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Laurie Sears

Professor Emeritus
Laurie Sears

Contact Information

SMI 103G


Ph.D. University of Wisconsin, Madison, 1986

I am a social and intellectual historian of Southeast Asia with particular knowledge of the 19th and 20th century colonial Indies and postcolonial Indonesia and Java. I have spent about six years in Indonesia; my first visit to the islands of Java and Bali was in 1972-1973 before I began my graduate career. At that time I spent almost two years in central Java and Bali studying the connections between the Javanese performing arts and Javanese mystical traditions. I also lived in India for a few years and traveled between India and Greece overland several times.

I have carried out research in central Java, Bali, and Jakarta. My specialty is the oral and written literary traditions of Java and Indonesia in Javanese, Indonesian, and Dutch. I have more recently published on the transnational discourse of psychoanalysis as it spanned the world in the 20th century. My teaching runs from more general courses on the 19th and 20th century histories of Southeast Asia to more specialized courses on the performing arts in Java. I also teach about Indonesian Islam, colonialism, imperial formations, and issues of diversity.


Courses Taught

Graduate Study Areas

Division: Asia--Pre-History to the Present

Professor Sears offers fields covering the material and human history of Indonesia from the beginnings to the present. Students focusing on the period before 1800 will emphasize local cultures and early kingdoms through the study of religion, architecture, art, archaeology, economics, ecology, and textual studies (literature, laws, chronicles, and oral traditions). Students working in the modern period will focus on the social, political, cultural and economic changes in Indonesia from 1800 to the present. Emphasizes the growth of staes, imperialism, nationalism, the transformations of modernity, independence and the challenges of gendered, ethnic, and religious identities in the post-colonial world.

Division: Comparative History (Historiography & Comparative Colonialisms)*

The goal of the Historiography field will be to look at the intersection of history and theory through a critical investigation of ideologies, post-modernities, the breakdown of rationalism, and the de-centering effects of postcolonial and feminist theories. How does post-modern critical discourse affect historical studies? What is the fate of history in the postcolonial world? Can one be a feminist, a Marxist, and a post-modernist? (Would one want to be?) By taking an interdisciplinary approach to "culture," theory, and history, this field will blend together a number of different methodologies associated with ethnography, semiotics, Frankfurt school theory, Birmingham school media criticism, feminist theories, Freudian and Lacanian psychoanalysis, postcolonial theories and deconstruction. The emphasis will be on different ways of "seeing" and how these intersect with changing notions of subjectivity. Each student will construct an individual list of required readings for this field specific to his or her research interests.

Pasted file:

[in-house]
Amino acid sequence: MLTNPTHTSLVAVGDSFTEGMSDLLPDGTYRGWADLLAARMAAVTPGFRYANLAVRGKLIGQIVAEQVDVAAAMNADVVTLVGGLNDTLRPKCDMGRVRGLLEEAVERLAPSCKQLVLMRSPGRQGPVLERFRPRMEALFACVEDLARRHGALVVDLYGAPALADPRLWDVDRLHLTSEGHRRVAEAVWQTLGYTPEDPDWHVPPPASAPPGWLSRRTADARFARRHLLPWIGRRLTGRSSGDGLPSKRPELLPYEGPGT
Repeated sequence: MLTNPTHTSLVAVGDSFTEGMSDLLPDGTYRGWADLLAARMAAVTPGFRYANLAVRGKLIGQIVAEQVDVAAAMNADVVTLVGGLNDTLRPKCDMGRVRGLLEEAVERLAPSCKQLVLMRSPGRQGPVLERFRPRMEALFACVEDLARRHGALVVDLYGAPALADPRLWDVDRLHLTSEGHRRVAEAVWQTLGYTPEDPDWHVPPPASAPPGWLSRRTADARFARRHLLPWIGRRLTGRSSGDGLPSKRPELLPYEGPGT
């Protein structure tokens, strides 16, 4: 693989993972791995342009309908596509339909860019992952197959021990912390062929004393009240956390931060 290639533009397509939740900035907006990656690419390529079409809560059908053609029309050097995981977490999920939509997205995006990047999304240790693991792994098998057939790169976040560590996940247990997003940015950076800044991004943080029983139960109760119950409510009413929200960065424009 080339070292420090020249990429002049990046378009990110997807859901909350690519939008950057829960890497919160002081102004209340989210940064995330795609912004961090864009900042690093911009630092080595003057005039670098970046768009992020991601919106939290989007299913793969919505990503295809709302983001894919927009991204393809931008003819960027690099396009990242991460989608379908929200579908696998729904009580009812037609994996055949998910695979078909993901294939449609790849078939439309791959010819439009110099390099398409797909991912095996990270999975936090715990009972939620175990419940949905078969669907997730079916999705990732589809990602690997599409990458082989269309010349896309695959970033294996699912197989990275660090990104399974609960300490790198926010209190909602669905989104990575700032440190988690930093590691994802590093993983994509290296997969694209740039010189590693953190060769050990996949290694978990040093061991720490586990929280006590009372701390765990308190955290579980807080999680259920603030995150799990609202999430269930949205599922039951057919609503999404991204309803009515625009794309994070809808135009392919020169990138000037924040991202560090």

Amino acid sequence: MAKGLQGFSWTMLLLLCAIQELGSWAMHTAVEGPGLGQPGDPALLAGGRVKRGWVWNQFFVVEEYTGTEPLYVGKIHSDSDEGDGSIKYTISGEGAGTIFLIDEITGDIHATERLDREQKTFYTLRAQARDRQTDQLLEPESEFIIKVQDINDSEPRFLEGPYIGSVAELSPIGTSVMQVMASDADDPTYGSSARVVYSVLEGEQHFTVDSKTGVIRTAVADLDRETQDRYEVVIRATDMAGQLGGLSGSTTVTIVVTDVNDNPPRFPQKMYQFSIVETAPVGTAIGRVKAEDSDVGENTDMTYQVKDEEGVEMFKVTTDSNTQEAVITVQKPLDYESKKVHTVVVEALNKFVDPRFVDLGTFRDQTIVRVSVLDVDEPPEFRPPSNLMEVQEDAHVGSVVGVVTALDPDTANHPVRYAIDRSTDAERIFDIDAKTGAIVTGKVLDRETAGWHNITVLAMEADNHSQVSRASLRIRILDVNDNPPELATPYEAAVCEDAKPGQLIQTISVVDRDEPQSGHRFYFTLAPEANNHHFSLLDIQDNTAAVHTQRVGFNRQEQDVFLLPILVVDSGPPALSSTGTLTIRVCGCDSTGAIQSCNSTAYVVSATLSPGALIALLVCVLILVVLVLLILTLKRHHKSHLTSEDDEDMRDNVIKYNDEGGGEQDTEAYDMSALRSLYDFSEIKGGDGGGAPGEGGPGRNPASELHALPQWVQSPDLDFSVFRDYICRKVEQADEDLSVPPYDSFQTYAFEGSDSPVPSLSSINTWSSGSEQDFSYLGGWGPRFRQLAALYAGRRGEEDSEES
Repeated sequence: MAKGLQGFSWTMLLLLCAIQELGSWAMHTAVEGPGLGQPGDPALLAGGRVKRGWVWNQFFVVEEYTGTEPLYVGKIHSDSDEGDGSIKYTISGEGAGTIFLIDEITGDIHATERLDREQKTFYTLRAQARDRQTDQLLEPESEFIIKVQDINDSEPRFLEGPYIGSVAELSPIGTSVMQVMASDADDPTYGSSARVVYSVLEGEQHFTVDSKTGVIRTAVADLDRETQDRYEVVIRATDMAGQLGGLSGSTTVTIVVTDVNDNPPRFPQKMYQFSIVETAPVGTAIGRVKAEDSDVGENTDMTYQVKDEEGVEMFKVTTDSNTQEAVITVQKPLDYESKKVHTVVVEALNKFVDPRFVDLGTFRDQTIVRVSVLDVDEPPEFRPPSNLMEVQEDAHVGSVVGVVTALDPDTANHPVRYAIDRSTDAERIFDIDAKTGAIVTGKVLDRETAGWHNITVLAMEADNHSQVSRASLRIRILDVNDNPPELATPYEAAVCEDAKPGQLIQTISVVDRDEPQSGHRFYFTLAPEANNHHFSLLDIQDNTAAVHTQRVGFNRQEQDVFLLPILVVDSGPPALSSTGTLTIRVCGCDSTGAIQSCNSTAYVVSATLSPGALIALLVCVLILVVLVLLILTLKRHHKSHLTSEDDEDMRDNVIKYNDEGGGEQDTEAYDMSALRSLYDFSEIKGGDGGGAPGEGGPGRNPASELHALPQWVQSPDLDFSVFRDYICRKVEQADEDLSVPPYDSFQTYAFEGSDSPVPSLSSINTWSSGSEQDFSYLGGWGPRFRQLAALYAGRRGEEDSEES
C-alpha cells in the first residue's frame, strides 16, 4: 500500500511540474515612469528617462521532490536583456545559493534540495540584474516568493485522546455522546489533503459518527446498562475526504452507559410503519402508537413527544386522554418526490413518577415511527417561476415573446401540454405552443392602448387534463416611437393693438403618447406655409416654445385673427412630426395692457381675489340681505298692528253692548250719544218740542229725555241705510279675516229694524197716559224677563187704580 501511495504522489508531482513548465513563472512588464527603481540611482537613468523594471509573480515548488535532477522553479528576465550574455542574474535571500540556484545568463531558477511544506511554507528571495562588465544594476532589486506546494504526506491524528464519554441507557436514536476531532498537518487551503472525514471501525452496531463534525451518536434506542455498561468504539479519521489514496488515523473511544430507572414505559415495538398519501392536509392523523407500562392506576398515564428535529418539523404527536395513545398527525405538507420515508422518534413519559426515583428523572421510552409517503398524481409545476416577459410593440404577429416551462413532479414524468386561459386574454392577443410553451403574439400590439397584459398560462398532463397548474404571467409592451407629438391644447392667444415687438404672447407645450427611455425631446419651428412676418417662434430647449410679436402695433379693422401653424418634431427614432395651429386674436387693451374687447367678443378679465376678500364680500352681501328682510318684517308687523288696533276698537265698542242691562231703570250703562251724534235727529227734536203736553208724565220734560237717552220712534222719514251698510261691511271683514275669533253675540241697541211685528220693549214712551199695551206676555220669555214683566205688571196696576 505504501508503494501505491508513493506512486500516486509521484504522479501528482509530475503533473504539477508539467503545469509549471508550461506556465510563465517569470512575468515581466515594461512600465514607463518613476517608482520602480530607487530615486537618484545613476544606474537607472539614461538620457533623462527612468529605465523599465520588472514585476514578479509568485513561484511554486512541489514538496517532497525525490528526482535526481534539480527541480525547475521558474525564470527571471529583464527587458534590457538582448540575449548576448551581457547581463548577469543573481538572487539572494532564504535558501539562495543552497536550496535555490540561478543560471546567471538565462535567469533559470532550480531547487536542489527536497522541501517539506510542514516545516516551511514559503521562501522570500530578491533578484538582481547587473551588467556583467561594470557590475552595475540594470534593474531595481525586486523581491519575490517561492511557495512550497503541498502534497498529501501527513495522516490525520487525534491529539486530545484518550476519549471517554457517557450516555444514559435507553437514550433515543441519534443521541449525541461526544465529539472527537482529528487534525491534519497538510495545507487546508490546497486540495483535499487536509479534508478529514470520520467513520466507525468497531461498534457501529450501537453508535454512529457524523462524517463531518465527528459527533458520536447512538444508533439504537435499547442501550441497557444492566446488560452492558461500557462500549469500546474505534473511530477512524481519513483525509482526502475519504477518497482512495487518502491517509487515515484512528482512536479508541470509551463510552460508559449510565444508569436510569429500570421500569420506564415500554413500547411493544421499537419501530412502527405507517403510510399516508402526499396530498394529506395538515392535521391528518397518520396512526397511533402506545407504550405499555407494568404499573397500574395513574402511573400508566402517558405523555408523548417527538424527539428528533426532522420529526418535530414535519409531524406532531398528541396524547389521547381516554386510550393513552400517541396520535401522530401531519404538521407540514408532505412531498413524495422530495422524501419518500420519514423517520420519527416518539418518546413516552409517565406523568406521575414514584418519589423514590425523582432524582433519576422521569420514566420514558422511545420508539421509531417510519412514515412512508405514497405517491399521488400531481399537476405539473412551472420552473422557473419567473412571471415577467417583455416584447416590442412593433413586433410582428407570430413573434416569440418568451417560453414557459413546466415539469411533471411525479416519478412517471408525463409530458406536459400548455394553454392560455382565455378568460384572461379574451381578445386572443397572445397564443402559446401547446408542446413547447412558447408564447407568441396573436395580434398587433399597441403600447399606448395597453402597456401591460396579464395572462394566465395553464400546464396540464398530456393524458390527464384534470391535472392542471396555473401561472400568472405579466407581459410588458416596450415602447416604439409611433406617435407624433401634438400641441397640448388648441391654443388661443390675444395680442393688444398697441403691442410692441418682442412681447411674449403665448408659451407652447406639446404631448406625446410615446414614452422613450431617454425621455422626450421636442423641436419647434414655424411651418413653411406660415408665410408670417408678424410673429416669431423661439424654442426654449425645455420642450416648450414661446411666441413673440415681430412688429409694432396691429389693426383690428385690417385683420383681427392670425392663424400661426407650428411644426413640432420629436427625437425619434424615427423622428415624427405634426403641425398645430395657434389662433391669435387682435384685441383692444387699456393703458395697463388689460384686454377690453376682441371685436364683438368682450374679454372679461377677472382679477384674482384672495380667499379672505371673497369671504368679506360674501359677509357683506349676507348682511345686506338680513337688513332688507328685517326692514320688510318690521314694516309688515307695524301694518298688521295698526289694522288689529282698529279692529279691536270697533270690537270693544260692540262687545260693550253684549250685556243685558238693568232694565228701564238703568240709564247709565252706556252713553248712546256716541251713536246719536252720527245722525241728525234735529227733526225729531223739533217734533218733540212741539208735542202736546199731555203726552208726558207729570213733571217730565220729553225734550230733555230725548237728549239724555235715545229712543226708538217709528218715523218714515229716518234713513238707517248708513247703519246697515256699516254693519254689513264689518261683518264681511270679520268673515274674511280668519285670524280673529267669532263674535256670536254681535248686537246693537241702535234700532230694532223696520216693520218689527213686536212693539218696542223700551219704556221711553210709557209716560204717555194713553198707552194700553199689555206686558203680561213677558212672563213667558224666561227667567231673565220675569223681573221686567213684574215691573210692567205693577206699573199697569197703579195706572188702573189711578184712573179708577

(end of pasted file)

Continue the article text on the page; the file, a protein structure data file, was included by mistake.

This field in Comparative Colonialisms approaches the comparative study of colonialism by investigating spatial and temporal constructions of modernity and what is sometimes called post-modernity. The field draws novelists, cultural critics, and scholars of Asia and Europe into comparative historical conversations about "non-western studies". Continuing the dialogues with the social sciences that comparative studies have always entailed, this field integrates literary, historiographical, postcolonial, and psychoanalytic theories into these discussions by questioning the development of nations and identities, and the disciplinary constructions of modernity, ethnicity, gender, and culture.

For the purposes of this field, we will avoid positing a past time of tradition that has been overcome by modernity. Tradition and modernity both come into focus at the same time, and scholars can only recognize tradition in the light of modernity. What becomes known as "culture" comes into focus in the 19th century as colonial empires are consolidated and colonial scholars begin the process of cultural representation that has sometimes been named Orientalism. What we must call culture, for lack of a better term, cannot be separated from the colonial moment and posited as an unchanging part of non-European civilization waiting for Europeans to uncover, interpret, document, or eventually reconstruct it. What social scientists call "tradition" developed within an atmosphere in which 19th century discourses of progress and science were percolating, both contributing and drawing from European, African, and Asian intellectual interactions. This field strives towards a re-envisioning of European and Asian histories by highlighting the mutual exchanges between Asian and European knowledges and mentalities. Each student will construct a different list of required readings for this field specific to his or her research interests.

*Students may not offer a field in the Comparative History division as a first field.

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